Which brings up another important point, after every bite, try to remember exactly what you were doing before it happened – what direction you were going, how fast you were moving, how high or fast you lifted the bait. All those factors become pattern identification. That’s how you go on to catch four, five or a dozen more. And once you catch a few fish off a point or hump, try to find the same kind of spots. That’s how you create patterns with Lindy rigs in the fall.

When a fish bites, feed it line for at least 10 seconds while slowly maneuvering the boat toward the fish.   Sometimes wait up to a minute.  If they really whack it, it’s 10 seconds.  If they barely pick it up, let them take it longer and point the rod right at the fish and move the boat over it, slowly picking up slack. When you feel tension, set. If you miss,  let them take it longer next time.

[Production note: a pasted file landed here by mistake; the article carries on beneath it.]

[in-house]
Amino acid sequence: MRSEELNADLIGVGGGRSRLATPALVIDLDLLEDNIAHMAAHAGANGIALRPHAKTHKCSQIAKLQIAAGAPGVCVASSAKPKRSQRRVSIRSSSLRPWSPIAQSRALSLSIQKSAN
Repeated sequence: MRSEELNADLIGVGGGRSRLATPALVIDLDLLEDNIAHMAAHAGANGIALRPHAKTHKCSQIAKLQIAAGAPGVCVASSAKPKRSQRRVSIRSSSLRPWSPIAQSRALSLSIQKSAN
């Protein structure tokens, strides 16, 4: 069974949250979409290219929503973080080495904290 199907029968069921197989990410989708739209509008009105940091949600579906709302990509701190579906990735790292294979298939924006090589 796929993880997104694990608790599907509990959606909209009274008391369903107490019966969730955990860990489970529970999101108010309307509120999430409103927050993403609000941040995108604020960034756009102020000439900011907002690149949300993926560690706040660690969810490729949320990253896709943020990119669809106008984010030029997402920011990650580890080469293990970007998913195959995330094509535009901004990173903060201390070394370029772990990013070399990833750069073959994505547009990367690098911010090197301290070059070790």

The sinker selection is the key element that many anglers overlook for late-summer, early fall walleye rigging.

It’s all about striking a balance between wind, depth, and bait size. You want to stay relatively vertical in deep water. Mostly use 1/2- to 1-ounce weights late summer through fall because walleyes are 25 to 45 feet down. And use bigger minnows in fall, lip hooked on size 4 to size 1 octopus-style hooks. You want to be right below the boat when you’re on fish, but you have to keep moving to find them, so you have to strike a balance that way, too. Once you start marking fish, zero in on that depth.

IMG_4006

Sometimes it helps to pulse your trolling motor and change direction and speed.